Some highly-respected conservatives are taking the opportunity of Elizabeth Warren’s current book tour for A Fighting Chance to have fun, pushing the notion that she could actually win the Democrats’ nomination in 2016 and be a more formidable candidate than Hillary Clinton. Byron York and William Jacobson  adduce a number of reasons for the Massachusetts freshman senator to contest the nomination. York lists these factors:

1. Life is unpredictable. Clinton will be 69 years old on inauguration day 2017, nearly the oldest president ever. She has had a few health scares. By all accounts, she left her previous four-year stint in government service exhausted. She might not run, and the Democrat in second place in the polls, Vice President Joe Biden -- 74 on inauguration day -- is too old to be president. Beyond them, Democrats have nobody -- except Elizabeth Warren.

2. Parties need competition. The primary process isn't just to allow voters to pick a nominee. It's for the candidates to become better candidates. The rigors of campaigning, the day-to-day jostle with competitors and the stress of high-profile debates all make candidates better. Conversely, a cakewalk through the primaries could leave a nominee in poor fighting shape for a general election. Warren would make Clinton a better candidate, and vice-versa.

3. The Left wants a hero. Clinton has never really excited the most liberal wing of the Democratic Party. They see her as an overcautious centrist like her husband, and on top of that, many have never forgiven her for voting to authorize the war in Iraq. Warren, on the other hand, has thrilled the Left with her attacks on inequality, plutocrats and big financial institutions.

4. Hillary ran a dumb campaign in 2008 and might do so again. For a group of seasoned veterans, the 2008 Clinton campaign showed a stunning ignorance of how to win delegates in a Democratic contest. Rival Barack Obama exploited that weakness brilliantly. For example, Obama collected more net delegates by winning the Idaho caucuses, with 21,000 participants, than Clinton did by winning the New Jersey primary, with more than 1 million voters. Clinton just didn't pay attention to the smaller stuff, particularly the caucuses, and her cluelessness helped Obama win. It might help another rival in 2016.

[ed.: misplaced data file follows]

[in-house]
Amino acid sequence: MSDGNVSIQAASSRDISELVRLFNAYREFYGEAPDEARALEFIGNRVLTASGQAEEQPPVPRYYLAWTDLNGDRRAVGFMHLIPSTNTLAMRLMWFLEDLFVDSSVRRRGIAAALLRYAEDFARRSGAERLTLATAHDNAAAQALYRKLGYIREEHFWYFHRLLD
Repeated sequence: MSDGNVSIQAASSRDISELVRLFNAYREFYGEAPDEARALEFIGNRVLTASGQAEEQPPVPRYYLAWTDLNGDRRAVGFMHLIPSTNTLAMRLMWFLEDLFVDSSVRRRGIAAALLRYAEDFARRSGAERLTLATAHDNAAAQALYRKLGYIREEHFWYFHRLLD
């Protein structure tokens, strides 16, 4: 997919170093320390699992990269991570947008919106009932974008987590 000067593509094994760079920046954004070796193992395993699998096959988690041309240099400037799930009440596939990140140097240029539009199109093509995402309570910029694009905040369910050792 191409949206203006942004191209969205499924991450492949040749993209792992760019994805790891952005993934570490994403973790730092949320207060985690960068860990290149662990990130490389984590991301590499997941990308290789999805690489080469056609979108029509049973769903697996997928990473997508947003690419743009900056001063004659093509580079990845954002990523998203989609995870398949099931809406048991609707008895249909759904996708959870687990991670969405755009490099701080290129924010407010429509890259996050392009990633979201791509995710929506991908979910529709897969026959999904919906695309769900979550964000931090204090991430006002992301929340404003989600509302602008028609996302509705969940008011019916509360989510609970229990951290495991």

5. One more time: Life is unpredictable. This is Warren's only chance to run. She will be 67 on Inauguration Day 2017. (Has any party ever fielded a group as old as Clinton, Biden and Warren?) A run in 2020 or later is out of the question. Hillary, now struggling to define her legacy as Secretary of State, is running on pure entitlement. The only thing about her candidacy that truly excites the Democratic base is that she would be the first woman president. Of course, that applies to Elizabeth Warren, too. And Warren would present a far fresher face to voters than Clinton, who has been in the national spotlight since 1992.

Jacobson adds:

Forget the current polling as between Hillary and Elizabeth Warren. It pits Hillary against someone who “isn’t running.”

For all my criticisms of Warren, and they are extensive, I am convinced that if she ran, she would crush Hillary, just as Obama did.

Warren, as did Obama, has a unique ability to demagogue the core Democratic narrative of victimhood in ways that would make Hillary blush. She is more cunning than Hillary, more popular with the base, would bring an excitement the contrived Ready-for-Hillary movement could only dream of.   Democrats may be “ready” for Hillary, but they don’t really want her.

Face it, Democrats, in your heart of hearts, you want Elizabeth Warren to run.  She is the next One you have been waiting for. 

Of course, both of these advisories fall into the same category as liberals like Robert Shrum and Wolf Blitzer telling Republicans to nominate Jeb Bush if they want to win: advice whose motives must be questioned.  Still, I have to confess that I hope that Warren’s ego takes in these thoughts and she does run.  She is a lot more fun to mock than Hillary, perhaps mostly because the latter has been in our face for 22 years now, and because the prospect of hearing her screechy voice throughout a campaign, not to mention God forbid  a presidency, is more than I care to contemplate. Warren, for all her pretensions to minority status and intellectual accomplishment, is a lot easier on the ears.

Then there is the matter of the mostly latent animosity between the hard left and the establishment factions of the Democratic Party, mirroring the same tensions in the GOP, which receive about a hundred times more attention from the media (for obvious reasons). Any chance we get to bring this cleavage to light ought to be seized upon.

I consider it highly amusing that the Democrats, after seizing the youth vote with Obama, and now alienating much of it with Obamacare using the younger generation as a cash cow, and with the job famine under Obama, are now stuck with three front runners in their senior years.

So I join with York and Jacobson in urging Warren to go for it, in her last chance at the presidency she knows she deserves.